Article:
A Russian man named Mikhail Pavlovich Matveev has been charged by US authorities for his alleged involvement in multiple ransomware schemes that earned him and other attackers nearly $200 million, much of which came through cryptocurrencies. These ransomware attacks targeted hospitals, schools, and police departments, among others.
Matveev was reportedly part of three different ransomware gangs, namely Lockbit, Babuk, and Hive. Together, these groups obtained almost $200 million from their victims by demanding payments exceeding $400 million, according to the Department of Justice. Matveev used multiple aliases online, including “Wazawaka,” “m1x,” “Boriselcin,” and “Uhodiransomwa.”
Assistant Attorney General Kenneth A. Polite, Jr. of the Justice Department’s Criminal Division stated that “these international crimes demand a coordinated response. We will not relent in imposing consequences on the most egregious actors in the cybercrime ecosystem.”
Matveev was allegedly involved in several crimes, including deploying Babuk ransomware against the Metropolitan Police Department in Washington, D.C., in April 2021 and a New Jersey nonprofit behavioral healthcare organization in May 2022. In both cases, he and his co-conspirators threatened to make sensitive materials public if their demands were not met. The Babuk ransomware group has conducted at least 65 attacks worldwide since December 2020, demanding $49 million in payments and receiving at least $13 million.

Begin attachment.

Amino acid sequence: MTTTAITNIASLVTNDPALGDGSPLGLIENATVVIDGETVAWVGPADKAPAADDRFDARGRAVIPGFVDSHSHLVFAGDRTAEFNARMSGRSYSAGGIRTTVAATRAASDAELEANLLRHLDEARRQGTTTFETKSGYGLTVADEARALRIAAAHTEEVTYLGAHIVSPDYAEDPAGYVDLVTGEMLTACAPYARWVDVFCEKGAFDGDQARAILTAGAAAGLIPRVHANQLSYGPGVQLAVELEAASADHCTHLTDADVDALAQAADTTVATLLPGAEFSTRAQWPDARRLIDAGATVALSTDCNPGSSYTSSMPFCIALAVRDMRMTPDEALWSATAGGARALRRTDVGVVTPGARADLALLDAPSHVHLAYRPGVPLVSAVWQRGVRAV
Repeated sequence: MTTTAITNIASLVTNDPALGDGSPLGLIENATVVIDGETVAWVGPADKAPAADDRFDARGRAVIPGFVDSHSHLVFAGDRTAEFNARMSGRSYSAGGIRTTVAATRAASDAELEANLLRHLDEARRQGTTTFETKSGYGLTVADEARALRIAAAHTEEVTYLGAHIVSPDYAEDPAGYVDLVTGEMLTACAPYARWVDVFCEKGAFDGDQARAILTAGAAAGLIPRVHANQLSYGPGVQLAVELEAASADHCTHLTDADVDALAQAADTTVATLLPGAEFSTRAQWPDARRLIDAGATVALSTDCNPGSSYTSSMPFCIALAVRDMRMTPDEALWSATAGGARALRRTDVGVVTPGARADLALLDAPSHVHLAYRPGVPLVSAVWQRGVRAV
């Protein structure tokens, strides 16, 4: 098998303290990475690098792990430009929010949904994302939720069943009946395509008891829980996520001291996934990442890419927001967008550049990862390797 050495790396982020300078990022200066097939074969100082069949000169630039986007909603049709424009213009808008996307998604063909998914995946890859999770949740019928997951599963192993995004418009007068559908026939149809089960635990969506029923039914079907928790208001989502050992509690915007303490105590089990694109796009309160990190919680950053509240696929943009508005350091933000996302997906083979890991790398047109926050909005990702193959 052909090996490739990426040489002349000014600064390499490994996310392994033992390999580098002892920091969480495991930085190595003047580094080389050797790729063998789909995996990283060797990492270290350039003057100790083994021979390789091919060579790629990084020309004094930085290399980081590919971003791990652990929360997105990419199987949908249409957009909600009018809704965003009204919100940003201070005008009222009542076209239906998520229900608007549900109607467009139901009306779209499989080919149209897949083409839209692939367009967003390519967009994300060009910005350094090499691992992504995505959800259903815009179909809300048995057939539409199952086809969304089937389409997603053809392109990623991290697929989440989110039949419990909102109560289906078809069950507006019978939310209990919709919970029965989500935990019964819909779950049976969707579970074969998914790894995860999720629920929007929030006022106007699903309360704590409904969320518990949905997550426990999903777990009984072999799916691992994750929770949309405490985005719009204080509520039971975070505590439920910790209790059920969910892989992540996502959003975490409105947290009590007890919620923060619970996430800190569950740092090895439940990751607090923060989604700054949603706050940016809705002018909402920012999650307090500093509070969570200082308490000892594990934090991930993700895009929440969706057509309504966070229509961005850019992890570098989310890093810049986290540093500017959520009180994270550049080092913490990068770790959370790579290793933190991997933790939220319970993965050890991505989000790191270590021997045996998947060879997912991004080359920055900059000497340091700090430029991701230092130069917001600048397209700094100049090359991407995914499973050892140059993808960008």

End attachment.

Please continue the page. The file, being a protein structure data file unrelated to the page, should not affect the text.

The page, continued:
According to Bloomberg, cybersecurity journalist Brian Krebs reported in January 2022 that Matveev claimed affiliation with the Darkside ransomware group. Darkside was responsible for a ransomware attack against the Colonial Pipeline in 2021, which resulted in the attackers receiving 63.7 BTC in forced payments.
Cryptocurrencies like Bitcoin have become popular tools for conducting ransomware attacks since 2021. Unlike traditional bank transfers, hackers can easily remain anonymous when requesting payments in Bitcoin, and such payments cannot be reversed or reclaimed by a bank or government.
Chainalysis reported that ransomware revenue fell substantially in 2022 to $456.8 million, compared to $765.6 million in 2021. Experts attributed the drop to a decrease in victims’ willingness to pay a ransom, especially as sanctions rules against such payments by the US Treasury Department have made them riskier to conduct.
In January, the FBI announced that it had taken down the Hive ransomware network, which had members across North America and Europe.
The charges against Matveev highlight the risks and consequences associated with ransomware attacks. Despite the drop in ransomware revenue in 2022, these attacks remain a significant threat to organizations worldwide. Law enforcement agencies are working to combat this issue, but it is crucial for businesses and individuals to take steps to protect themselves against these attacks.